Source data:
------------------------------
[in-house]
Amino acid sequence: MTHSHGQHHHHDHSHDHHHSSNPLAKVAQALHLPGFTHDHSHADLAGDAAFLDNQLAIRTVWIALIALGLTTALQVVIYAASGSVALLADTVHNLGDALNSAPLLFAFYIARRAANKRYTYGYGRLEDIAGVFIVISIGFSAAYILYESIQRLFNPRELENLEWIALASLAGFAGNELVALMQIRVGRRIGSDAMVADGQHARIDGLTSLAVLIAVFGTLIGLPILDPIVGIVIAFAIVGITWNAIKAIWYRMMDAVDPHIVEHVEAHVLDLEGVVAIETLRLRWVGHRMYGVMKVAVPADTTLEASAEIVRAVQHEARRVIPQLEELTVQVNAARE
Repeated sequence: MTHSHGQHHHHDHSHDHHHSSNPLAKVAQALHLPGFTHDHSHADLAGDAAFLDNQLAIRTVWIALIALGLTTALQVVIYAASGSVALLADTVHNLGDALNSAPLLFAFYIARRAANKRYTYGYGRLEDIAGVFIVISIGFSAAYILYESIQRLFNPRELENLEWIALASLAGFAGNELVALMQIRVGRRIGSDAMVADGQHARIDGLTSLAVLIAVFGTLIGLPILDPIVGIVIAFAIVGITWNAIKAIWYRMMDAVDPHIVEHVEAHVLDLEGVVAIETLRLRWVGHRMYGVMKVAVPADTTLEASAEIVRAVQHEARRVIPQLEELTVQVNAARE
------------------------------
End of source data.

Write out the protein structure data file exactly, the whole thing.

[in-house]
Amino acid sequence: MTHSHGQHHHHDHSHDHHHSSNPLAKVAQALHLPGFTHDHSHADLAGDAAFLDNQLAIRTVWIALIALGLTTALQVVIYAASGSVALLADTVHNLGDALNSAPLLFAFYIARRAANKRYTYGYGRLEDIAGVFIVISIGFSAAYILYESIQRLFNPRELENLEWIALASLAGFAGNELVALMQIRVGRRIGSDAMVADGQHARIDGLTSLAVLIAVFGTLIGLPILDPIVGIVIAFAIVGITWNAIKAIWYRMMDAVDPHIVEHVEAHVLDLEGVVAIETLRLRWVGHRMYGVMKVAVPADTTLEASAEIVRAVQHEARRVIPQLEELTVQVNAARE
Repeated sequence: MTHSHGQHHHHDHSHDHHHSSNPLAKVAQALHLPGFTHDHSHADLAGDAAFLDNQLAIRTVWIALIALGLTTALQVVIYAASGSVALLADTVHNLGDALNSAPLLFAFYIARRAANKRYTYGYGRLEDIAGVFIVISIGFSAAYILYESIQRLFNPRELENLEWIALASLAGFAGNELVALMQIRVGRRIGSDAMVADGQHARIDGLTSLAVLIAVFGTLIGLPILDPIVGIVIAFAIVGITWNAIKAIWYRMMDAVDPHIVEHVEAHVLDLEGVVAIETLRLRWVGHRMYGVMKVAVPADTTLEASAEIVRAVQHEARRVIPQLEELTVQVNAARE